LNG, or liquefied natural gas, is natural gas that is cooled to -260° Fahrenheit until it becomes a liquid and then stored at essentially atmospheric pressure. Converting natural gas to LNG, a process that reduces its volume by about 600 times – similar to reducing the volume of a beach ball to the volume of a ping-pong ball – allows it to be transported internationally via cargo ships. Once delivered to its destination in the U.S. or abroad, the LNG is warmed back into its original gaseous state so that it can be used just like existing natural gas supplies, by sending it through pipelines for distribution to homes and businesses.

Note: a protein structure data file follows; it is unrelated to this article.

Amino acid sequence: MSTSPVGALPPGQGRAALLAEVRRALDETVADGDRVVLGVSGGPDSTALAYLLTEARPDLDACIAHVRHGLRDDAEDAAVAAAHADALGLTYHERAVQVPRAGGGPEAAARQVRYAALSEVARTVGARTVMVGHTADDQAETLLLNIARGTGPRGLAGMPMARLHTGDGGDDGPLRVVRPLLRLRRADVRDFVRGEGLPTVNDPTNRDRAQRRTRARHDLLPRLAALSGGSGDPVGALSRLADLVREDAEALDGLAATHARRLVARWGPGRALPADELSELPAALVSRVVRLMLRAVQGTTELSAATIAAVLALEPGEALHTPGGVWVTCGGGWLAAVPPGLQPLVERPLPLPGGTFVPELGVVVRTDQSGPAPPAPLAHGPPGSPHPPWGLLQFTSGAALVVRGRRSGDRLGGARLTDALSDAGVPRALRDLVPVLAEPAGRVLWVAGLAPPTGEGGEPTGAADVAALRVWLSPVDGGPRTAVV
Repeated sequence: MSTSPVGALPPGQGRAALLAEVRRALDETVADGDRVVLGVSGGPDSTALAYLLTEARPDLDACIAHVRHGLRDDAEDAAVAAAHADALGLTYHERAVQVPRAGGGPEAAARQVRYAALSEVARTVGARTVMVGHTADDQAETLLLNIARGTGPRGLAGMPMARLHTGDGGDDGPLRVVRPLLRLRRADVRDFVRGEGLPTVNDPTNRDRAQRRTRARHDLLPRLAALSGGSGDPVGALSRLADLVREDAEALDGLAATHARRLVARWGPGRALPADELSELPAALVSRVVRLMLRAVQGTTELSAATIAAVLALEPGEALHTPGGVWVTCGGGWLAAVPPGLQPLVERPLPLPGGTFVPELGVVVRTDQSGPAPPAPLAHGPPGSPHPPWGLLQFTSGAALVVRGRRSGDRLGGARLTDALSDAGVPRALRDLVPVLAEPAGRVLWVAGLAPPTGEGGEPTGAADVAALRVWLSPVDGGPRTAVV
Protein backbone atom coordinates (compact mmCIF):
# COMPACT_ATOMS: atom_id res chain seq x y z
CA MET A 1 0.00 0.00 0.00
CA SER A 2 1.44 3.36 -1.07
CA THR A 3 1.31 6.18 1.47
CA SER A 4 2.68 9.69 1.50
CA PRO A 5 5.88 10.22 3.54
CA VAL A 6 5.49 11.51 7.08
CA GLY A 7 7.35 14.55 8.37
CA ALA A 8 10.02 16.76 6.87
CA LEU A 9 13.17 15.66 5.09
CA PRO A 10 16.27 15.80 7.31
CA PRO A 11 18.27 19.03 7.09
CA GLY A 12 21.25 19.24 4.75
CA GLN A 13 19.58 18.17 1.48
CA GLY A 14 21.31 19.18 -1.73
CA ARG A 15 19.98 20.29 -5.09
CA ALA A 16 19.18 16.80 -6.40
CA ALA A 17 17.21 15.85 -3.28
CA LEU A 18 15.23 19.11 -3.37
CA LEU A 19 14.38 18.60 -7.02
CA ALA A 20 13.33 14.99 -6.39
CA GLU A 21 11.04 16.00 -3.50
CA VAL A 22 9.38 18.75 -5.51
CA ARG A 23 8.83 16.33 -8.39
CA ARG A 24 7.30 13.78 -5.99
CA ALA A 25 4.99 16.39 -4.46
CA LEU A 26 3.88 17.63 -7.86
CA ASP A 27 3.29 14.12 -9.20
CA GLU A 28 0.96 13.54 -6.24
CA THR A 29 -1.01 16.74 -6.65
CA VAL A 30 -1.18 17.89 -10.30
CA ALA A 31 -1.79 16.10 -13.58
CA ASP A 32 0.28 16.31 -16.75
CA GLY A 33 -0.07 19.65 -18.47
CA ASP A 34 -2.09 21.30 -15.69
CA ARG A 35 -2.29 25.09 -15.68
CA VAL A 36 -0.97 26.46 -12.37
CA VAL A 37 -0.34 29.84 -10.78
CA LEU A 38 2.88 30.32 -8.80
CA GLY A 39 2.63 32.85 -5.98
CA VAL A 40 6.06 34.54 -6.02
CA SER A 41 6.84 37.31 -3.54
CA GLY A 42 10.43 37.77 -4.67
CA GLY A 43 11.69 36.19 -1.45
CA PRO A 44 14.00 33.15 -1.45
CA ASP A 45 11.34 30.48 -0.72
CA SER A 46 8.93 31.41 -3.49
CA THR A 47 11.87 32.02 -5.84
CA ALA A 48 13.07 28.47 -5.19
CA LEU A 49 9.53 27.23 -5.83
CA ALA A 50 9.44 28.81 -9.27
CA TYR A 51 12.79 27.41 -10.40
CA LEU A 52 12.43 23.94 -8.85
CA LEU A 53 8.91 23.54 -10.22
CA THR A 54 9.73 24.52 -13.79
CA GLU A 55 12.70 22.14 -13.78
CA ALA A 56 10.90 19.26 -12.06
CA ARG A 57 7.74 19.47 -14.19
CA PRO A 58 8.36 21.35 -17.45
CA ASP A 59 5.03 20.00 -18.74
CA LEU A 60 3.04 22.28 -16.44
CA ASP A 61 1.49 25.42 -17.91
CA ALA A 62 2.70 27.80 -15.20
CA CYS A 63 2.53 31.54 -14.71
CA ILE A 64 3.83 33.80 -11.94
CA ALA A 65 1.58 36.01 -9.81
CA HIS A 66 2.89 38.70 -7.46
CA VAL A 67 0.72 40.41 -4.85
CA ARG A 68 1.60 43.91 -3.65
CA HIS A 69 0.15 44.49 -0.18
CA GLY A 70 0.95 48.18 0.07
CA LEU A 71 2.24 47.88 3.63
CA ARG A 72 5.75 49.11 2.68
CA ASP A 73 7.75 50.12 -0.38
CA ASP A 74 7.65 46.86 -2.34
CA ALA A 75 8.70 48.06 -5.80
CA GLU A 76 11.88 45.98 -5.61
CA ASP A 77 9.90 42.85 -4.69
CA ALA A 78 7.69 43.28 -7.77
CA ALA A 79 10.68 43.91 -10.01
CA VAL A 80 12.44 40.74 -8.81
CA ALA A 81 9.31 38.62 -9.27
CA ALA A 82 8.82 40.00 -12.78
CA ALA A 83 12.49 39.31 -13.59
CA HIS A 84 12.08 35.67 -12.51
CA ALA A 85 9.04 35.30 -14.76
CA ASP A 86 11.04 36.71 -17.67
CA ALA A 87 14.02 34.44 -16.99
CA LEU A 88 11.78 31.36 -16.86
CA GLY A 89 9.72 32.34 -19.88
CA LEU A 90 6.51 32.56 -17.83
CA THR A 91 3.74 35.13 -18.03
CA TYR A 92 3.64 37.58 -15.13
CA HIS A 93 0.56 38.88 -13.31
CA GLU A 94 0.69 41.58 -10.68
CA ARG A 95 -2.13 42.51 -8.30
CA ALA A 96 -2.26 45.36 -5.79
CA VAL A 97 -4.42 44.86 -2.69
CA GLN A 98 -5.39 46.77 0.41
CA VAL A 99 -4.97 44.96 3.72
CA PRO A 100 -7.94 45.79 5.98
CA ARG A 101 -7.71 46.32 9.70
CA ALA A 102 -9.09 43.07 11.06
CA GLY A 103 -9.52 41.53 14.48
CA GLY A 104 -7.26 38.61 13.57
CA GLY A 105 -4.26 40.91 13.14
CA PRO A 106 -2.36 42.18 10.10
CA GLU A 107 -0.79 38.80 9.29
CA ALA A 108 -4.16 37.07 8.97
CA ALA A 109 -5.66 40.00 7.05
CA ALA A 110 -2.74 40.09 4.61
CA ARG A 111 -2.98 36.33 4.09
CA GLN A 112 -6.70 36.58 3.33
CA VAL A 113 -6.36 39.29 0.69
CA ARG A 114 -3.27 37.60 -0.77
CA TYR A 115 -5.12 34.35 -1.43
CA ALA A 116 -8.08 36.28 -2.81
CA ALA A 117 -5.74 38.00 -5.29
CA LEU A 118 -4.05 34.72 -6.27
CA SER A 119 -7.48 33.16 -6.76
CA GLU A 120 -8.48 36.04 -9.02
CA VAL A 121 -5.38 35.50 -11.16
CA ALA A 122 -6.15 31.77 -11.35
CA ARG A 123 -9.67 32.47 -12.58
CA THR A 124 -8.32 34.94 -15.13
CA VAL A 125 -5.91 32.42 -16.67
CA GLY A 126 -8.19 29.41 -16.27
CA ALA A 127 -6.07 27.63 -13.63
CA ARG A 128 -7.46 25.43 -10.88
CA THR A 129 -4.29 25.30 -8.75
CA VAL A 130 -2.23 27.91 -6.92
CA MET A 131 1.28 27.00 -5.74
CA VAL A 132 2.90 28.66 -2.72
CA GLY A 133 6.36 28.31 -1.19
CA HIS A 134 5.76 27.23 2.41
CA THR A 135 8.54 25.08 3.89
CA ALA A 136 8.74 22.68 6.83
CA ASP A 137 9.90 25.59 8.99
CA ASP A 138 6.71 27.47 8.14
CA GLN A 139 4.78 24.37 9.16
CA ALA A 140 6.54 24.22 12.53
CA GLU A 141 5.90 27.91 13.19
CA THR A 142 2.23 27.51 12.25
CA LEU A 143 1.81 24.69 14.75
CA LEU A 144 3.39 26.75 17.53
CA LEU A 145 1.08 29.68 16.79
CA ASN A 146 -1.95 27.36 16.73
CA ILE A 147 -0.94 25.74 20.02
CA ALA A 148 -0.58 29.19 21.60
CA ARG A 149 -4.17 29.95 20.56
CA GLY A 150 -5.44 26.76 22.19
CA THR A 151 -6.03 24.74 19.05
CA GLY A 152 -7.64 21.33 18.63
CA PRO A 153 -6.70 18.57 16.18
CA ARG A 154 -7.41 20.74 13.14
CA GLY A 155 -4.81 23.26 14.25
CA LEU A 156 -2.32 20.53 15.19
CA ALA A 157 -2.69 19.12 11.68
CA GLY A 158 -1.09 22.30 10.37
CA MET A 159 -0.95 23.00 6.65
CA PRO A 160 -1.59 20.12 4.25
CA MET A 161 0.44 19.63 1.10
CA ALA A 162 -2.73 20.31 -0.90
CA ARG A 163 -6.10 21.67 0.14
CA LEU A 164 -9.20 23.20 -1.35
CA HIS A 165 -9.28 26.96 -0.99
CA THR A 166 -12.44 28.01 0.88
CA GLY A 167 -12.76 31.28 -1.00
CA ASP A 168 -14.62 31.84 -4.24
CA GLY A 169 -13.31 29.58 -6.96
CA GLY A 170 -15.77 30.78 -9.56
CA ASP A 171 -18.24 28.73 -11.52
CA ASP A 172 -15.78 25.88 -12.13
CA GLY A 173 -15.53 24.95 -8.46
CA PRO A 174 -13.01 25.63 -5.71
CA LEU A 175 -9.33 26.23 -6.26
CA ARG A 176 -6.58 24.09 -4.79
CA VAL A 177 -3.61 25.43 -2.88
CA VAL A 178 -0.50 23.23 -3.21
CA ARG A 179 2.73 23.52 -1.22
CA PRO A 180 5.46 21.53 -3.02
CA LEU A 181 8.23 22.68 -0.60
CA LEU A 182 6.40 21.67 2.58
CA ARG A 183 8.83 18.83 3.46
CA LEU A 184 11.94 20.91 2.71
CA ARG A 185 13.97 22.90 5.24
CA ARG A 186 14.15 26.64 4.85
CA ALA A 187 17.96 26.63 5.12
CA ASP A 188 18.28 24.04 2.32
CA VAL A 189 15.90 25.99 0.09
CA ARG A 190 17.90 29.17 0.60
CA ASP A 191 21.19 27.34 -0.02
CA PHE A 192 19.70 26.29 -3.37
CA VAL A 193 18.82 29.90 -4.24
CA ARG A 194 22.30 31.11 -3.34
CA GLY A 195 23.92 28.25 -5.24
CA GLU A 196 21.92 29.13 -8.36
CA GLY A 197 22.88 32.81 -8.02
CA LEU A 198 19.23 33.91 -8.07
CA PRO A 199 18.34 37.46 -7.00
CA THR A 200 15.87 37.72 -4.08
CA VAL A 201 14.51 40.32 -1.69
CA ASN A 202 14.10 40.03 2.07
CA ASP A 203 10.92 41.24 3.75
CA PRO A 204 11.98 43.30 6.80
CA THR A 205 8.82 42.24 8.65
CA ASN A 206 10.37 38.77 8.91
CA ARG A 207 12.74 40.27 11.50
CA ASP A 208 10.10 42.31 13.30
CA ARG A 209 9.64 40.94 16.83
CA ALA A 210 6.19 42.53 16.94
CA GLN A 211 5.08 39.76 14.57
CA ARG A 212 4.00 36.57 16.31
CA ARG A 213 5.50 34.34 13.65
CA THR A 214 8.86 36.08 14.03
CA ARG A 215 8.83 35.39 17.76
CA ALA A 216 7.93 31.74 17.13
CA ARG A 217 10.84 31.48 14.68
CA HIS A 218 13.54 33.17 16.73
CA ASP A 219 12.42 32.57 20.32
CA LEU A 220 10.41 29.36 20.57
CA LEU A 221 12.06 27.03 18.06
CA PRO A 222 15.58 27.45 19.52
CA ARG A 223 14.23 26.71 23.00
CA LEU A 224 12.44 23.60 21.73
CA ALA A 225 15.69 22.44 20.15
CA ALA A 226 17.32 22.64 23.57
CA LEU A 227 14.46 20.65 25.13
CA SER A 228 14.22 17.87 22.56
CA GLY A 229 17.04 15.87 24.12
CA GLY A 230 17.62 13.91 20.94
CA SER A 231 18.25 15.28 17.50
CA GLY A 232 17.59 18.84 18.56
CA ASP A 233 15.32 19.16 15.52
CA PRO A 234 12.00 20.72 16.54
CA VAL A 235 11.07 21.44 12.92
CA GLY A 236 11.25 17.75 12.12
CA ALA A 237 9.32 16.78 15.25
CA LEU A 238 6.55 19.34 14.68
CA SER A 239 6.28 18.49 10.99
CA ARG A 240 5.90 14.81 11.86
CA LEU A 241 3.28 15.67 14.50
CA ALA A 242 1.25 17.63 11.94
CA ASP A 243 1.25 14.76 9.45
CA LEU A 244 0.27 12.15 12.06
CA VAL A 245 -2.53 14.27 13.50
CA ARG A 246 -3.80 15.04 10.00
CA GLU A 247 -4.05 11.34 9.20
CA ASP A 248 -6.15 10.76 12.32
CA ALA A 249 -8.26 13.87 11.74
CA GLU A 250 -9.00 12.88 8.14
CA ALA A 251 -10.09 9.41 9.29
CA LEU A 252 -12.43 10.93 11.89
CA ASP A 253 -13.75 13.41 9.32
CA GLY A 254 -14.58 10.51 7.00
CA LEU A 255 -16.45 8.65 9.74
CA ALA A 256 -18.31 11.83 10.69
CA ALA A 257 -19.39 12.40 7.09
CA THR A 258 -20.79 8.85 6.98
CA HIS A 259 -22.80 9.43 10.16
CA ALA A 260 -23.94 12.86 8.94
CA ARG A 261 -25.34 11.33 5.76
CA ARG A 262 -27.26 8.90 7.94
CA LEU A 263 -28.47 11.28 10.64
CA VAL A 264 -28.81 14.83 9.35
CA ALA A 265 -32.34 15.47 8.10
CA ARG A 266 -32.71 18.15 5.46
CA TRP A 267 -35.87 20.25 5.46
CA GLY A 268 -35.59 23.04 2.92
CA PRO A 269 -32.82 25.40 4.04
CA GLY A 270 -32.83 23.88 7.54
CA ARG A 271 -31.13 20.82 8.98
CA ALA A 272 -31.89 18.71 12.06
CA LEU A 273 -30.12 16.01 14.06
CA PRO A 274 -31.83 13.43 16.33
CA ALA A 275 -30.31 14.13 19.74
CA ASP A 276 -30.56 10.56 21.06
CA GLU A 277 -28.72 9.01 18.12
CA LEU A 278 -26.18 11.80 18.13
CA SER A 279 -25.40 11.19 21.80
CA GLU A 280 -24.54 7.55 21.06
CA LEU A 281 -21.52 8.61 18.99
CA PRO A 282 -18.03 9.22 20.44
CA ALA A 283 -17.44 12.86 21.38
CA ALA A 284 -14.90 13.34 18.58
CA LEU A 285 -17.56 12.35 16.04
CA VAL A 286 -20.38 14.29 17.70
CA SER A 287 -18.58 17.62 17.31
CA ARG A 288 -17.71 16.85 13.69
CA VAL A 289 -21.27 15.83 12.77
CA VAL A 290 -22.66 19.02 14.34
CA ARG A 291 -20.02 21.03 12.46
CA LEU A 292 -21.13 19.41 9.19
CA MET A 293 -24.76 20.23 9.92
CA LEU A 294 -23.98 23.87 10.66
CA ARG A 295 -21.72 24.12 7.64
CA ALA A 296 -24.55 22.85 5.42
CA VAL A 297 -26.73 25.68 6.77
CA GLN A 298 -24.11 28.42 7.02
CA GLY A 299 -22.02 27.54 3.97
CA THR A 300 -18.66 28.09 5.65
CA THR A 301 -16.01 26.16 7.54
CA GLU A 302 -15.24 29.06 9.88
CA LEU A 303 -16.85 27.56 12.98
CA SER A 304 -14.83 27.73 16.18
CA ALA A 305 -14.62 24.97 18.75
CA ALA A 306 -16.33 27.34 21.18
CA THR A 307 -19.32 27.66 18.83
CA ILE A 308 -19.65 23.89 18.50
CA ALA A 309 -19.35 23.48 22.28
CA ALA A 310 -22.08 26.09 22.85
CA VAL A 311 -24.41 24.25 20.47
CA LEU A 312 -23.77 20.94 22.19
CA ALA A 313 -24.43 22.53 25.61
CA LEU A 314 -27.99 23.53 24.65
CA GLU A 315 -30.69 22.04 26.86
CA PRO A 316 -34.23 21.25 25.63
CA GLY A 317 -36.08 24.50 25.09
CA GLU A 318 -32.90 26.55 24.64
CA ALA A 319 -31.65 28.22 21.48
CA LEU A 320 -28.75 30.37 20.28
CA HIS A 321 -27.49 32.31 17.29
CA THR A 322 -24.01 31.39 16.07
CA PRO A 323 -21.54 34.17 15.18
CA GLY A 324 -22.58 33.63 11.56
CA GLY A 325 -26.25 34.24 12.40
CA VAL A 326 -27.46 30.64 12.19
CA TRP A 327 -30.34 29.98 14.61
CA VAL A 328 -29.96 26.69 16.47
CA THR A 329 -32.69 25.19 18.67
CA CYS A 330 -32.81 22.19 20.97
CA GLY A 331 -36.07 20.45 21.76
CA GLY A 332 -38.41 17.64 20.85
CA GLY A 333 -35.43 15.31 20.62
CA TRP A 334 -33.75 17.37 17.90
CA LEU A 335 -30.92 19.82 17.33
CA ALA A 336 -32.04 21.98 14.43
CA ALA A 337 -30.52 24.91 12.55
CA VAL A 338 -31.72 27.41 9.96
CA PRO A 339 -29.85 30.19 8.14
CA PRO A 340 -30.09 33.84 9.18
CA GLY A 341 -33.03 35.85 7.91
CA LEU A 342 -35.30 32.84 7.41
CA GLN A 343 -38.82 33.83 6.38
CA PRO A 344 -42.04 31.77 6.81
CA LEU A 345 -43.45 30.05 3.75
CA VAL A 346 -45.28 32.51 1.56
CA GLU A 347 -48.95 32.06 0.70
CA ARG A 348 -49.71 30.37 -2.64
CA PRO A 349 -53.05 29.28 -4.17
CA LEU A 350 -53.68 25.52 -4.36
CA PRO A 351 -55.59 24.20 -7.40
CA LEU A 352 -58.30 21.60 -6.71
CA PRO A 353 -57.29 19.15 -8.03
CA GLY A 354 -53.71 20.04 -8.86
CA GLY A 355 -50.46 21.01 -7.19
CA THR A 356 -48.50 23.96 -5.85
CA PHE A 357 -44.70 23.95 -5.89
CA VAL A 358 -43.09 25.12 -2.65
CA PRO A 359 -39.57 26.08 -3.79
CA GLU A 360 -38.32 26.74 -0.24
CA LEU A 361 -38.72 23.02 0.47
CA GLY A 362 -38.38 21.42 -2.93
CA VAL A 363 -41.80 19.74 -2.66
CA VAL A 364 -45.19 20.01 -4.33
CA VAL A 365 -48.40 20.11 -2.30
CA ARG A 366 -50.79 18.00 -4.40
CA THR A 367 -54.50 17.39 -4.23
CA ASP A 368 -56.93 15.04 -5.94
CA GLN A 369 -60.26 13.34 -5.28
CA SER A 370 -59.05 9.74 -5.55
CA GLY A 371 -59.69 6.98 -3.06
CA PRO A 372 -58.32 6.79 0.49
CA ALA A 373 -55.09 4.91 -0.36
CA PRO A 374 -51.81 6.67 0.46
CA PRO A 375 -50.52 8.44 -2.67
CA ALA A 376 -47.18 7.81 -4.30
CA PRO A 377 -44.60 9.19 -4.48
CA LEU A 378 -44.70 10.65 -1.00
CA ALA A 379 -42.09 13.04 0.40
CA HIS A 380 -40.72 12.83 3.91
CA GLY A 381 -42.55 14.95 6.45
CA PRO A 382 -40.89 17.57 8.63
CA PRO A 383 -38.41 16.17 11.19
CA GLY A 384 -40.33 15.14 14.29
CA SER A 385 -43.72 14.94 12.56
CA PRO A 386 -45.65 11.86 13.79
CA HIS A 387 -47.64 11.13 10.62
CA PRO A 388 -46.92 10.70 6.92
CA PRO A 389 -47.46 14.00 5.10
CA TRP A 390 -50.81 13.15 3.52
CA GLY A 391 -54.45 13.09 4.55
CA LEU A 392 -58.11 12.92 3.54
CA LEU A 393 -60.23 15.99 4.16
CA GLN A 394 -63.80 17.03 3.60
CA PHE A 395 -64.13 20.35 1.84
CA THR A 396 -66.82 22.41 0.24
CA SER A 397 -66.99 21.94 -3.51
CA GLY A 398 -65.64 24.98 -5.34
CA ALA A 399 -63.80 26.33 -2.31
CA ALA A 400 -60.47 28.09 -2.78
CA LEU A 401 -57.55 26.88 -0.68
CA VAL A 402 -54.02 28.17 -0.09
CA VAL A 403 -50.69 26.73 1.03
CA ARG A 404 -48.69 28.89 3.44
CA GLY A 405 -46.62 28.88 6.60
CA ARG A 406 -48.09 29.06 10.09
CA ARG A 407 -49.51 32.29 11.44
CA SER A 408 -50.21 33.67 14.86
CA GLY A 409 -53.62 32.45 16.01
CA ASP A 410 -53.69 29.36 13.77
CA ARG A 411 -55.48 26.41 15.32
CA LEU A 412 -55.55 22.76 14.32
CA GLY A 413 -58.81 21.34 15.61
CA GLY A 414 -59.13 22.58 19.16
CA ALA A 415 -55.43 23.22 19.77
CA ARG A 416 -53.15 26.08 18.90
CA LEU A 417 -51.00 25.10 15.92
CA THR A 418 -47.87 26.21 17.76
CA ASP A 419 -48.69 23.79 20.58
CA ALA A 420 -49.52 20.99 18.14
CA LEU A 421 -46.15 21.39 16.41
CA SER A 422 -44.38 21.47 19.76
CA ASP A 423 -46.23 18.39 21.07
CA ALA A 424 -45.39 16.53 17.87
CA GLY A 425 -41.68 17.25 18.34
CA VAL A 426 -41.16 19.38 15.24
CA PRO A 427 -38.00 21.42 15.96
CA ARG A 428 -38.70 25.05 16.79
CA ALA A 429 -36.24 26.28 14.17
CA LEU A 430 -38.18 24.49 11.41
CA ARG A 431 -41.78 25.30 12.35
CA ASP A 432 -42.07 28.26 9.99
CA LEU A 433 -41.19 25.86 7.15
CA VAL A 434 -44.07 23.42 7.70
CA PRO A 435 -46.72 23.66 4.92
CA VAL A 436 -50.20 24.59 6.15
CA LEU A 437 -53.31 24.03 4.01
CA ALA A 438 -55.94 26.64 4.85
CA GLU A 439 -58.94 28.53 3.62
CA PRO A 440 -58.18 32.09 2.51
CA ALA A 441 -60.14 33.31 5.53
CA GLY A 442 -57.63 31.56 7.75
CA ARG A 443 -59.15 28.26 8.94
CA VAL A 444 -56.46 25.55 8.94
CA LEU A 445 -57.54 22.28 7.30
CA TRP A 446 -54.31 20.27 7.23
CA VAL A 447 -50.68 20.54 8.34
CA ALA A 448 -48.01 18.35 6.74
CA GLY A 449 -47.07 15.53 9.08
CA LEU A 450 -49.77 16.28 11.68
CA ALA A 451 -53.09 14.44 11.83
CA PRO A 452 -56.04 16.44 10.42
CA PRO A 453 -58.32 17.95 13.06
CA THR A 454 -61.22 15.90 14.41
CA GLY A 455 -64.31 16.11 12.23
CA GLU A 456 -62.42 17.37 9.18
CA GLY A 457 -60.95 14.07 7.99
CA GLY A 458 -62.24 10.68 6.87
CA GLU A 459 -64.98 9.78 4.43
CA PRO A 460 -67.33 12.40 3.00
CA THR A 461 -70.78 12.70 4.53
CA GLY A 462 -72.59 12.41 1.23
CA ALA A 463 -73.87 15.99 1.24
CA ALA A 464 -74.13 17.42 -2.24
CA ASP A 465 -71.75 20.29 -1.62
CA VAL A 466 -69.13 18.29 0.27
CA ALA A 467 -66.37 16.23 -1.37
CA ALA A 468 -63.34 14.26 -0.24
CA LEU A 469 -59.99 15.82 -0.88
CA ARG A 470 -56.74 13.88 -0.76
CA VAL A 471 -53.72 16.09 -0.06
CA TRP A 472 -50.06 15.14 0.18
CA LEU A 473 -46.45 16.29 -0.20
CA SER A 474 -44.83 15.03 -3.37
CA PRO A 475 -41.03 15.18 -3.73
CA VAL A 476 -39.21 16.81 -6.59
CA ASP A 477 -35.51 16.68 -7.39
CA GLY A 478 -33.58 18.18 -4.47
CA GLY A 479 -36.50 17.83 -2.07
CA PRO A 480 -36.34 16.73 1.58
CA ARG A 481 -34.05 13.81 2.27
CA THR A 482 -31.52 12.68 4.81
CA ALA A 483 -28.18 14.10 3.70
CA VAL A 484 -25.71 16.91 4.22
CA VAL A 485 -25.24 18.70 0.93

When returned to its gaseous state, LNG is used across the residential, commercial and industrial sectors for purposes as diverse as heating and cooling homes, cooking, generating electricity and manufacturing paper, metal, glass and other materials. LNG is also increasingly being used to fuel heavy-duty vehicles.
Clean burning natural gas is used to heat and cool over half of all American homes and power 23 percent of the nation’s electricity. Even though America has an abundance of natural gas, LNG is essential to providing the U.S. with the ability to import or export natural gas depending on market conditions.